Service User and Carer Group Advising on Research

September 15, 2014
by Alexandra Thornton

NPNR here we come!

Preparations are being finalised for our workshop presentation at the 20th International Network for Psychiatric Nursing Research (NPNR) conference, being held at the University of Warwick on the 18-19th September. Eleven of us will be heading up from London to dazzle the world of mental health nursing with our interactive workshop. Workshop attendees will be treated to an array of audiovisual delights, discussions and will also receive a copy of the SUGAR booklet, hot off the press! We hope to further convince researchers that adding a spoonful of SUGAR at different stages of the research process will sweeten their research and make any practical implementations more palatable to people who use mental health services (puns intended!). If you’re coming to the conference, please join us at 1pm in room 38 on Friday 19th September. We look forward to seeing everyone there!

August 22, 2014
by Alexandra Thornton

Guest blogger Professor Len Bowers talks about SUGAR’s contribution to the Safewards study

Guest blog post from Professor Len Bowers, Institute of Psychiatry, Kings College London

SUGAR contribution to Safewards study.

The group contributed in different ways to different stages of the Safewards project. Read more about the project here.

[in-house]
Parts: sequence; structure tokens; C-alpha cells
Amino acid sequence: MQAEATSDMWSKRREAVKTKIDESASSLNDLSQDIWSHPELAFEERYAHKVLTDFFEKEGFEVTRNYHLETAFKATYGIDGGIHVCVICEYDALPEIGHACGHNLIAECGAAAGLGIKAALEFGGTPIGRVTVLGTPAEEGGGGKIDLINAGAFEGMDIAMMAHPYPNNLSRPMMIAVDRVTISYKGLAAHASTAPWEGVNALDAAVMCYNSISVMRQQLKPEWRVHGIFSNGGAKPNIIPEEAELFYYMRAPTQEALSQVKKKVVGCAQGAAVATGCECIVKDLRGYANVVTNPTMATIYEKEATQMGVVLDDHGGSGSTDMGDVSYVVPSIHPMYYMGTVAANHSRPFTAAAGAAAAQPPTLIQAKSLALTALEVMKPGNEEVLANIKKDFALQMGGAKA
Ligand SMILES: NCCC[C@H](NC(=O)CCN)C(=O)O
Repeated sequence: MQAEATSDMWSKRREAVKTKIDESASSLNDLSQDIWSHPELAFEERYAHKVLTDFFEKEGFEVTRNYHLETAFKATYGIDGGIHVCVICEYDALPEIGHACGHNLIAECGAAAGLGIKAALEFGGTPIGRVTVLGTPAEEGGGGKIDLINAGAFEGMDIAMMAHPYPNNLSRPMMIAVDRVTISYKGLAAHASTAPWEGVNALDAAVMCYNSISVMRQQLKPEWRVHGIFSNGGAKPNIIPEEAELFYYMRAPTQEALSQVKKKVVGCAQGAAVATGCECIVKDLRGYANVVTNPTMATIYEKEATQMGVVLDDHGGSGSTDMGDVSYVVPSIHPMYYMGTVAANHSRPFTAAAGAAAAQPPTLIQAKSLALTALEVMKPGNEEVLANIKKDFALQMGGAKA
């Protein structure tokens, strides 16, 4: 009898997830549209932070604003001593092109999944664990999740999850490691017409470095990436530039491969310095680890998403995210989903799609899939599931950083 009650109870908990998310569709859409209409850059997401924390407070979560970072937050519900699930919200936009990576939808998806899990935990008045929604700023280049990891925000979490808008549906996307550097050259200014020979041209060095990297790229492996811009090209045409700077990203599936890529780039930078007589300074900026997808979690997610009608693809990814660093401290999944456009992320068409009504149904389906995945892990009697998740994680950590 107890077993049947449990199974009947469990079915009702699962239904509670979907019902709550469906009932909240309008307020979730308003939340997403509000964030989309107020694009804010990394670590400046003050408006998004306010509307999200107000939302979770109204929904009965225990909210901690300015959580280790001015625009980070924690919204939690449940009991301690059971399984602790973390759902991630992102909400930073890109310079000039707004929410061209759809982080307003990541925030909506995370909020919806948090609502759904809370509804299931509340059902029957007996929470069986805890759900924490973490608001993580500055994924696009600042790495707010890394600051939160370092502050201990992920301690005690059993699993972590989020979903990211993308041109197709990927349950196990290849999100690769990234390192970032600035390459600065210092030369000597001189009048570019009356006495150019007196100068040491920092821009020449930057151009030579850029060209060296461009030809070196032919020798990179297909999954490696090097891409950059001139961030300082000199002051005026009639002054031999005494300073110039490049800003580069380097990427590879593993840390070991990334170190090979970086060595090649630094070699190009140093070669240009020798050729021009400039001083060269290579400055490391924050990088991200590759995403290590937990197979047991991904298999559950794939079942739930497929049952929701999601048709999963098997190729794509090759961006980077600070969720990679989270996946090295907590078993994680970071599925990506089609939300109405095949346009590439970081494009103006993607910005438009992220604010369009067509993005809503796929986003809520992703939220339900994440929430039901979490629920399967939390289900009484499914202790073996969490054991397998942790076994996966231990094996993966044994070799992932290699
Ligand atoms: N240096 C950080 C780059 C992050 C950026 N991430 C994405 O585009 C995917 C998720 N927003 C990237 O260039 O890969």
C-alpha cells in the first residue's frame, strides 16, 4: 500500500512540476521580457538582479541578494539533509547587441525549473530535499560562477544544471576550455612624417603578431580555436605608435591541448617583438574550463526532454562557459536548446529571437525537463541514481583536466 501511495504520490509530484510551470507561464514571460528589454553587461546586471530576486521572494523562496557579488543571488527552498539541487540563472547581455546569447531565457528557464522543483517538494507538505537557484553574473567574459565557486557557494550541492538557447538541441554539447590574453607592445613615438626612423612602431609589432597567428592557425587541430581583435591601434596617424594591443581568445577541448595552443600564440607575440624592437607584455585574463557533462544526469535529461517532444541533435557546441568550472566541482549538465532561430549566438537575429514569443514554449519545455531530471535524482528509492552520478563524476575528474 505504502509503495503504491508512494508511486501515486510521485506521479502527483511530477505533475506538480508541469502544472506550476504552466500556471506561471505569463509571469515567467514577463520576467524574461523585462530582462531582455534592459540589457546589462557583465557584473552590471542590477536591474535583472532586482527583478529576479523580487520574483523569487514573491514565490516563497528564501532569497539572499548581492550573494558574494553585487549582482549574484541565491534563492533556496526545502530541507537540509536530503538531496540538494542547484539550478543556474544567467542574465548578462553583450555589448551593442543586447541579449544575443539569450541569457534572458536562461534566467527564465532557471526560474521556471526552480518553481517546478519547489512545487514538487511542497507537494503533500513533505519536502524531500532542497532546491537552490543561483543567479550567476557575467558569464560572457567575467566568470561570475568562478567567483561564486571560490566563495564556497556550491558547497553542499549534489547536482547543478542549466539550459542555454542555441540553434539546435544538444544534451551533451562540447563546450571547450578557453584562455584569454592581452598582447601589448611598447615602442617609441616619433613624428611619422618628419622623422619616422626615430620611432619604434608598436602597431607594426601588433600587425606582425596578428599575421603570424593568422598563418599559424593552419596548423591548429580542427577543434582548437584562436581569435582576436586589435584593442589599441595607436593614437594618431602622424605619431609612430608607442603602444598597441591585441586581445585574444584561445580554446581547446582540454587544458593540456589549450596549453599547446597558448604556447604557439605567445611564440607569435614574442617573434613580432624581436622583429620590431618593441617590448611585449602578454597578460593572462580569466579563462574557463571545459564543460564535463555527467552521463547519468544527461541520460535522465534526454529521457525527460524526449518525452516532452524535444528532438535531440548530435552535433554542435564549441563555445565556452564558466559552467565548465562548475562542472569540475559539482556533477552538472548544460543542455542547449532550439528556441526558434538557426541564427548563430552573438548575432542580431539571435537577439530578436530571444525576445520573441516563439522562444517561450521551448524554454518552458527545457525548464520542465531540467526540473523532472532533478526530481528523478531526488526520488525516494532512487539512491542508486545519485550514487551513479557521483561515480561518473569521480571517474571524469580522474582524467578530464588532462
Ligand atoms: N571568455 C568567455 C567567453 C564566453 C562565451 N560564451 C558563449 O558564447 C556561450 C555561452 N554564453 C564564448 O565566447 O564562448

Ethics: The preparation of an ethics proposal for a cluster randomised controlled trial was complex and a sensitive issue, especially as we proposed to ask only for staff consent, and for the Trust CEO to give signed consent on behalf of the patient on the ward. As part of our application we developed and ethics statement. SUGAR spent a session consulting on the underlying issues, and this discussion was summarised in the ethics statement – including the opposing views voiced in the group.
Intervention generation: Ideas for interventions were checked out with the group at an early stage. Sometimes this involved significant work, such as a whole session that was taken up with discussing the nature of patient requests to staff, and a workable format for a ‘request book’ that could be presented in a respectful way and that maintained patient confidentiality. At other times the group contributed to a lesser but still significant degree by assisting in the identification of patient-friendly titles for the interventions and what we were trying to do. Most critically, for several of the proposed interventions SUGAR created guidance on the actual content or composition of the intervention. They helped to identify contents for the calm down box. They devised a long list of potentially positive aspects of patients and their behaviour that staff could draw each other’s attention to as part of positive words. And they generated a lengthy list of potential ways that patients could help and support each other on the ward, for inclusion in the mutual help meeting. These were all critical and important contributions for the success of the Safewards interventions.